Humility to be a servant leader does not come from thinking we are better than others, or can lay claim to some man-made title. It comes from recognizing who we are, as one under the sovereignty of God gifted by Him for the task of leading.
One thing quickly becomes apparent to anyone who reads the gospels, the pages of Scripture that contain Jesus' words and actions: no one who heard His words failed to react. Some who listened shook their fists at Him. Others marvelled at a depth of wisdom they'd never heard before. And some believed His words, choosing to follow Him. Whatever the reaction, no one left His presence unaffected by the encounter.
Jesus easily stands as the most influential person in history. Even today, millions call Him Saviour. Why? What was it about His short time on earth that shook the world so? What did He say to grab people's hearts the way He did? Why do so many believe in Him as the Son of God?
Embark on an eye-opening journey into the life and times of this carpenter from Nazareth. Just don't expect to be unstirred after your encounter with Jesus.
The writers selected stories portraying Jesus the best for their audience, and wrote in a way their readers would understand. While they were selective in what they revealed, what is written is everything they thought important for their readers to know.
John is urging his readers to think and plan ahead: to realize that the Lord's return is an inescapable reality which we can face with assurance, not shame.
An allegory is an extended metaphor in which the characters are symbols representing other things. While a typical parable is told in order to teach one important matter, an allegory teaches numerous hidden truths throughout the story.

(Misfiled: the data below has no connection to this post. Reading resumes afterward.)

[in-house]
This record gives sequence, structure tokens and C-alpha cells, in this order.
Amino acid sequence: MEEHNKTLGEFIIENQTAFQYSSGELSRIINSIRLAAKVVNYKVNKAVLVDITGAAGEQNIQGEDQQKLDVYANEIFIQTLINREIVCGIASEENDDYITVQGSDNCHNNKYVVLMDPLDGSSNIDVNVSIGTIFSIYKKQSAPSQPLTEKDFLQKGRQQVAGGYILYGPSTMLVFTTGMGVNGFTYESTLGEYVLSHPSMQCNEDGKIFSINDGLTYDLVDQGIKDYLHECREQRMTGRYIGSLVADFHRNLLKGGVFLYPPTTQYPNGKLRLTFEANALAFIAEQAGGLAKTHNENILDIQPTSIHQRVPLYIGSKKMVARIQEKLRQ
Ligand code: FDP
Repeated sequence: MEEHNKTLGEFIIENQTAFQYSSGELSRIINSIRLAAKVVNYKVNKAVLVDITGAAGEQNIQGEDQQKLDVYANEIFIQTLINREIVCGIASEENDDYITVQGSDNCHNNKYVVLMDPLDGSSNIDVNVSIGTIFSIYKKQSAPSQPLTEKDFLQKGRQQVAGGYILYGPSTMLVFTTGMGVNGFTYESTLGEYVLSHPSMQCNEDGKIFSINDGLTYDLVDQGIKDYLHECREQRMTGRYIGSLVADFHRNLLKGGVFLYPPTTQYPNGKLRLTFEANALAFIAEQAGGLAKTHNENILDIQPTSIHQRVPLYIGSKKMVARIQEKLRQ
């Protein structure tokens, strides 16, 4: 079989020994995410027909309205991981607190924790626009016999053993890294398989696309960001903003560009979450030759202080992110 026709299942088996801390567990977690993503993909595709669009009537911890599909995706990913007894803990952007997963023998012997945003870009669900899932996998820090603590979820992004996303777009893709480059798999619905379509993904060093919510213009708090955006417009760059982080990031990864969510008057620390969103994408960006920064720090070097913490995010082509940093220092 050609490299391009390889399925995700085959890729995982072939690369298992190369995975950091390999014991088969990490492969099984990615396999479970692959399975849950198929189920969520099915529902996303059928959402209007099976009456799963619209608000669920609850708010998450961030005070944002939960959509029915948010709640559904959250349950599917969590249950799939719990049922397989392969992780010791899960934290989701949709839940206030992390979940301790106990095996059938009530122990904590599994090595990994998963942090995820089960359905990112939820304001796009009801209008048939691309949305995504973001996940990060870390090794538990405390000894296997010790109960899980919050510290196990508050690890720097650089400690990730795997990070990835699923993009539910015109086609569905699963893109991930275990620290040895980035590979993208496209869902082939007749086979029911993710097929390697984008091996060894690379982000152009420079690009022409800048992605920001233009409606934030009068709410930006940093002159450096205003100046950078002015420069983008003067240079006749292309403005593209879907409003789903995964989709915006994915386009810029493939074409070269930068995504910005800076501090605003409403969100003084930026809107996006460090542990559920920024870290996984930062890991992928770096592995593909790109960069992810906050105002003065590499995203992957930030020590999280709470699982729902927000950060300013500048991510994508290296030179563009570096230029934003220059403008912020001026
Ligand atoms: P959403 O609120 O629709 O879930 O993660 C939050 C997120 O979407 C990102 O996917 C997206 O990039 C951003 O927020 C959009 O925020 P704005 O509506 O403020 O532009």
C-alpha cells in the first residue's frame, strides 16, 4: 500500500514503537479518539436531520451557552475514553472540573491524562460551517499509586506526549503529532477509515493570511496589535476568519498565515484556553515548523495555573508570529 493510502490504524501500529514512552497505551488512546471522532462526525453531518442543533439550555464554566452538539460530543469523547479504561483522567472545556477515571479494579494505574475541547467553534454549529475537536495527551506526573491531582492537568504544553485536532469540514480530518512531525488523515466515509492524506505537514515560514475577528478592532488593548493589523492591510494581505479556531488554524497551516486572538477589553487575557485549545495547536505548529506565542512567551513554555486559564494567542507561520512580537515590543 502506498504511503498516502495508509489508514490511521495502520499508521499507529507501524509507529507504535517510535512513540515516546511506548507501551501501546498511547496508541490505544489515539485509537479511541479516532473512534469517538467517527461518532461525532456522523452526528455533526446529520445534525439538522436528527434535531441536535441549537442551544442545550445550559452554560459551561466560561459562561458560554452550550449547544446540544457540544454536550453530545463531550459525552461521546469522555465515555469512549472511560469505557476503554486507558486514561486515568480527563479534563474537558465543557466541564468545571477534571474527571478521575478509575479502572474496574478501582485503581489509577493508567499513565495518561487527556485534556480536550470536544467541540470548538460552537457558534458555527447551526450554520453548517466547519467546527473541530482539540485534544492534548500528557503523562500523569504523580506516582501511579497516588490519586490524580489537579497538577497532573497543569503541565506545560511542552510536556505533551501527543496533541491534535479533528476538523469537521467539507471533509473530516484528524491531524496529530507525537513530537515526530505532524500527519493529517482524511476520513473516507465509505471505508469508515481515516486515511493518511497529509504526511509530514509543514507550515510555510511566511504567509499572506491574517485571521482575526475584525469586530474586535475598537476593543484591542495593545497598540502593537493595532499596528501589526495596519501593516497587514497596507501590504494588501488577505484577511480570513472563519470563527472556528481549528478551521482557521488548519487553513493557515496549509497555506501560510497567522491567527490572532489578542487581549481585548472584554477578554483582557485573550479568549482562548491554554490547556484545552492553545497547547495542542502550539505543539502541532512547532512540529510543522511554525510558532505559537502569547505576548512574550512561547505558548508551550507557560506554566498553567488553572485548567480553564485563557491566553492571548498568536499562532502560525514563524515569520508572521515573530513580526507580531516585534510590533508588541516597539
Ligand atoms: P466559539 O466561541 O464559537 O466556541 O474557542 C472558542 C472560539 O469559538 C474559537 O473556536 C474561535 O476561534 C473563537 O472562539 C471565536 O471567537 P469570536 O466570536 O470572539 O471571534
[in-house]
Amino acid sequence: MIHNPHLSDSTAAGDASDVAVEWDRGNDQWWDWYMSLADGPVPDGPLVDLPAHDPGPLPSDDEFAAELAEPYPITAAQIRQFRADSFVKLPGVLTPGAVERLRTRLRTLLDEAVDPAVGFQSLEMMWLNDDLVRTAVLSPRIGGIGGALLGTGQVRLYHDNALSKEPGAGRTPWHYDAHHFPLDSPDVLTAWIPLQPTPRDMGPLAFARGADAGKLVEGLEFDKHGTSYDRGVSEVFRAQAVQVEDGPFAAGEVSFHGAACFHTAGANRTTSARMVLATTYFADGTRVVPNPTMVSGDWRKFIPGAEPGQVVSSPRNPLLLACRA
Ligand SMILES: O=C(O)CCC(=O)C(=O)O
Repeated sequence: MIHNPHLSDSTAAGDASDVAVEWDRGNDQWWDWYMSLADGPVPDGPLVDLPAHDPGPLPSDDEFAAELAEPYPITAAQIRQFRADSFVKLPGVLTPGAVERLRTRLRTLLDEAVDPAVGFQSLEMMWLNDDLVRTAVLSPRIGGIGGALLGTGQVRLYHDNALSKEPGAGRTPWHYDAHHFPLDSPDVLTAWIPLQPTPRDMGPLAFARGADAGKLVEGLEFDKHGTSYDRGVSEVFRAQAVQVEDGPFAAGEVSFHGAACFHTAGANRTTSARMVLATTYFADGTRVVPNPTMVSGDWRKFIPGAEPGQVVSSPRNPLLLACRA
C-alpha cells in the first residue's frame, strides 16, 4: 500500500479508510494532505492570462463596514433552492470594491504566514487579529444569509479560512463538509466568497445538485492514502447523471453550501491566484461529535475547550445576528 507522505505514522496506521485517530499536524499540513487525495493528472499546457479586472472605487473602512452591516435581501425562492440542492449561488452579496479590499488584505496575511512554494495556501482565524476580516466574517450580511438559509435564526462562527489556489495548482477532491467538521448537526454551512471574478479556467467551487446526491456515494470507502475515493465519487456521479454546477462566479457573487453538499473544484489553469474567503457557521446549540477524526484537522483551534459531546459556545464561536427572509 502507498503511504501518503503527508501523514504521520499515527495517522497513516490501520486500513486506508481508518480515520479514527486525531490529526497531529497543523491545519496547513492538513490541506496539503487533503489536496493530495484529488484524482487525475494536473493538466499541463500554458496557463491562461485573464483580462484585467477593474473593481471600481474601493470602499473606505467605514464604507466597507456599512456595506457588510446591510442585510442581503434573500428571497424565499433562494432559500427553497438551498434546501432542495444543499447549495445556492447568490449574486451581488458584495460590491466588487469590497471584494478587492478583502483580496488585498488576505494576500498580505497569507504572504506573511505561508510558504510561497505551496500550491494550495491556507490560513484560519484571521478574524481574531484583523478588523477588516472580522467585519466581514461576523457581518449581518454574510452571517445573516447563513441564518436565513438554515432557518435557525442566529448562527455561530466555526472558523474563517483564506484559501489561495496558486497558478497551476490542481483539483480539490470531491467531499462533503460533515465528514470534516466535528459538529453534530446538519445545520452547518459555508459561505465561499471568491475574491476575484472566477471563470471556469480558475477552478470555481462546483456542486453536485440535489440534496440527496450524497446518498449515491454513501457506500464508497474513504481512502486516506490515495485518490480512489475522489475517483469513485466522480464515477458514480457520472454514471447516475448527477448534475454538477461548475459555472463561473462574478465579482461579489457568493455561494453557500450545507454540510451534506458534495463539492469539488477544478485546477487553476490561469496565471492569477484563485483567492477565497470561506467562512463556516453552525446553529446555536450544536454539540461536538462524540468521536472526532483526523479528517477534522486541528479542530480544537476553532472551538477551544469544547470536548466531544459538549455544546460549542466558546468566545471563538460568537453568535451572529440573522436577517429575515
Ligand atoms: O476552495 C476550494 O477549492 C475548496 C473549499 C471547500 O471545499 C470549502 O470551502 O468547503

Many spiritual truths are difficult for us earth-bound people to grasp. We relate much better to things we are already familiar with in everyday life. To help people understand spiritual truth Jesus used parables. And He used a lot!
Some of Jesus' teachings were quite straightforward and clearly demonstrated—like giving to others. But Chuck Swindoll admits giving is one of the harder commands.
Both Judaism and Christianity have the same Old Testament. The essential difference is that Christians accept Jesus as the Messiah and their personal Saviour while Jews do not.
The Apostle Paul warned us to turn our attention to what really matters—the cross of Christ—even if the world thinks it foolish and weak. Because through the cross, God blesses.
Those who are meek and mild possess a character too wimpy for the times, so we think. We love lions, not lambs. But Jesus demonstrates that meekness isn't weakness—it is incredible strength.
What the world shuns as foolishness, the Lord embraces as wisdom—the wisdom of pain to turn mere followers of Christ into disciples of Christ. Jesus called it “the cup.” To Him the cup was the anguish, humiliation, and torturous death on the cross. To us it means “taking up our cross” and following Him daily.